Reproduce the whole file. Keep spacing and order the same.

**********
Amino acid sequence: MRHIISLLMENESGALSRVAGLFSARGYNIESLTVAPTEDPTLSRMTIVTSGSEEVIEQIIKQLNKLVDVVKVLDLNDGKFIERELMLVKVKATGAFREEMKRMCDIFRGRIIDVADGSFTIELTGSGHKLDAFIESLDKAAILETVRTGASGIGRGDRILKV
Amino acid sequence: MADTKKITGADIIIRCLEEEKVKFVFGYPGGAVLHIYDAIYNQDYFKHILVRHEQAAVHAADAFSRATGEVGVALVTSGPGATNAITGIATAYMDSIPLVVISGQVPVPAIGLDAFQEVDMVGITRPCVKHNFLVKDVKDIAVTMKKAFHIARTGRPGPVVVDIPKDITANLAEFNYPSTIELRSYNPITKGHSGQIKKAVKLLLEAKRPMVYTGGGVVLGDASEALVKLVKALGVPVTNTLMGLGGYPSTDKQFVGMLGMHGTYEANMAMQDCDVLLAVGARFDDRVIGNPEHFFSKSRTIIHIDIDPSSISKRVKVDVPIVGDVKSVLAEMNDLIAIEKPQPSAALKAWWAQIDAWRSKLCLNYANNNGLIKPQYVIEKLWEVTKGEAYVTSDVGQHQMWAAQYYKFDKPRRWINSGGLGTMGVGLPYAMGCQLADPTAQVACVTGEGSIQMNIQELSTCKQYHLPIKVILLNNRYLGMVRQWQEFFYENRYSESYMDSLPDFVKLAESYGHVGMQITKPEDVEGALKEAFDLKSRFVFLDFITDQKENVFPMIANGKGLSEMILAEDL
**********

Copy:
Amino acid sequence: MRHIISLLMENESGALSRVAGLFSARGYNIESLTVAPTEDPTLSRMTIVTSGSEEVIEQIIKQLNKLVDVVKVLDLNDGKFIERELMLVKVKATGAFREEMKRMCDIFRGRIIDVADGSFTIELTGSGHKLDAFIESLDKAAILETVRTGASGIGRGDRILKV
Amino acid sequence: MADTKKITGADIIIRCLEEEKVKFVFGYPGGAVLHIYDAIYNQDYFKHILVRHEQAAVHAADAFSRATGEVGVALVTSGPGATNAITGIATAYMDSIPLVVISGQVPVPAIGLDAFQEVDMVGITRPCVKHNFLVKDVKDIAVTMKKAFHIARTGRPGPVVVDIPKDITANLAEFNYPSTIELRSYNPITKGHSGQIKKAVKLLLEAKRPMVYTGGGVVLGDASEALVKLVKALGVPVTNTLMGLGGYPSTDKQFVGMLGMHGTYEANMAMQDCDVLLAVGARFDDRVIGNPEHFFSKSRTIIHIDIDPSSISKRVKVDVPIVGDVKSVLAEMNDLIAIEKPQPSAALKAWWAQIDAWRSKLCLNYANNNGLIKPQYVIEKLWEVTKGEAYVTSDVGQHQMWAAQYYKFDKPRRWINSGGLGTMGVGLPYAMGCQLADPTAQVACVTGEGSIQMNIQELSTCKQYHLPIKVILLNNRYLGMVRQWQEFFYENRYSESYMDSLPDFVKLAESYGHVGMQITKPEDVEGALKEAFDLKSRFVFLDFITDQKENVFPMIANGKGLSEMILAEDL